House in Ashiya

Stark grey precast concrete, with an orderly gridded pattern covering every single surface visible to the eye. Large openings, pouring skylights, verdant greeneries embracing the neighbourly views. Monolithically, House in Ashiya by Japanese architecture firm Kazunori Fujimoto Architects stands still like a gentle giant in a residential area of Ashiya city, Hyogo Prefecture.

With the given name, the project projects itself as a family dwelling. However, volumes of void within the structure, in combination with elements such as cool grey tones that dispel any warmth that’s associated with familial qualities, and peculiar circulation arrangements, one can instead read the project as an installation that experiments with living behaviours. Exhibiting geometric angles at perpendicular angles, intersecting cubic aggregations create an airiness that lifts up the brutalist sculpture. Here and there, lines of metallic materials heighten the sense of industrial living conditions that is often present in urban spaces. The insertion of rectangular openings, however, gives soul to the structure through a visual connection of inside and outside. The visibility of surrounding trees breathes a subtle warmth to inner space, whisking one’s thoughts of manmade nature.

This is also apparent in the concrete spiral staircase that was parametrically planned and casted onsite. Using digital softwares to calculate, edit, and maximise the concrete’s tensile qualities, the architects were able to minimise material use and produce a graceful object that elevates the experimentation aspect of the house. Next to the form is a metal ladder that connects three different levels, each with their own focus. By removing the human presence within the space and leaving only daily fixtures, the interior is twisted and transformed into a museum of objects, to be spectated by the inhabitants.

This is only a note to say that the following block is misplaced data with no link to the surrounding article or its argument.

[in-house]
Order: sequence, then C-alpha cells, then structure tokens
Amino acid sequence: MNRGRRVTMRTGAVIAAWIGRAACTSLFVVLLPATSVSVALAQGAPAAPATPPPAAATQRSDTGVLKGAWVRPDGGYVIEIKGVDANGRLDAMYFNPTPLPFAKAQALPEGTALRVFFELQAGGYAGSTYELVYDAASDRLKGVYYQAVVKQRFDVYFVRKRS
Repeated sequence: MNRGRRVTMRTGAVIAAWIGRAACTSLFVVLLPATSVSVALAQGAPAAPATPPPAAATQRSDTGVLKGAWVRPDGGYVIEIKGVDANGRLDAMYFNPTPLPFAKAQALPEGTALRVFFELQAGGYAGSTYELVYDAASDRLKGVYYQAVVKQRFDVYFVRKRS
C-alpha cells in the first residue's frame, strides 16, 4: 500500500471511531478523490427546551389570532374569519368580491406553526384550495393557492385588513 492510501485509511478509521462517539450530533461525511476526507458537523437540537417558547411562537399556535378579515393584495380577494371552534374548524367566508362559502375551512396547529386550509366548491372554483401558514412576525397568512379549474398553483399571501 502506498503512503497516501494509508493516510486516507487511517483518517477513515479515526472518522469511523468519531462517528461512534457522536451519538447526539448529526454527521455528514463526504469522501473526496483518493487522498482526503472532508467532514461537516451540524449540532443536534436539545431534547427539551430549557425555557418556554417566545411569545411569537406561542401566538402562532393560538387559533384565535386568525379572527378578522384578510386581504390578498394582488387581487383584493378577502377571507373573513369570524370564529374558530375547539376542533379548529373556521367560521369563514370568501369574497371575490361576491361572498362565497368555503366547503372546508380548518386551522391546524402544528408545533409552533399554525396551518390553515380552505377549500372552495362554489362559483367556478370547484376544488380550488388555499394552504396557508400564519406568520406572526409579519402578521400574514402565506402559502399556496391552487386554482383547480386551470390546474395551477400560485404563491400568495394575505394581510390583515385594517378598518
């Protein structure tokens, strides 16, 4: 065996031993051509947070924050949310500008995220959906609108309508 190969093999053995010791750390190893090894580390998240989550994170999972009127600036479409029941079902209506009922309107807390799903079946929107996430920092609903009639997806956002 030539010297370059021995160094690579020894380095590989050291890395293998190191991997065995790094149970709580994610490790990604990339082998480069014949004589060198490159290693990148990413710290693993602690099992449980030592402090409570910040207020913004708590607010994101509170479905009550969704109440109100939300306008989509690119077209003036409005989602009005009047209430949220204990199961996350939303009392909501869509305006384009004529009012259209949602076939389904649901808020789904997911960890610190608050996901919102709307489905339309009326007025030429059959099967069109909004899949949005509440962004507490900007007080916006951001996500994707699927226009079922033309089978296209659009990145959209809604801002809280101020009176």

Here, the voice of architecture is greater than ever: it becomes the impending force that manoeuvres activities; but the volume is not overbearing. In fact, the architecture’s sound is silent. Navigating through different interstices, one can sense a serenity washing over the entire structure. Therefore, while the project’s outlook is rather cold, it holds intimate dialogues that are spoken among territories.

Living rooms with white furnishes and occasional additions of black furniture, a monochromatic palette dilutes any contrast. Perhaps, the building then modestly turns itself into a minimal canvas for people to occupy; the aforementioned voice that’s loudly silent might not be entirely dictating after all. When movements are controlled by physical devices, colours then act as a factor in diversifying gestures.

In this minimal project, one can insert oneself in its simplicity and start to read all its complexity. The articulation of execution made House in Ashiya a median of different forces that push and pull human behaviours. It is this dispute that makes one question and see a project beyond its appearance.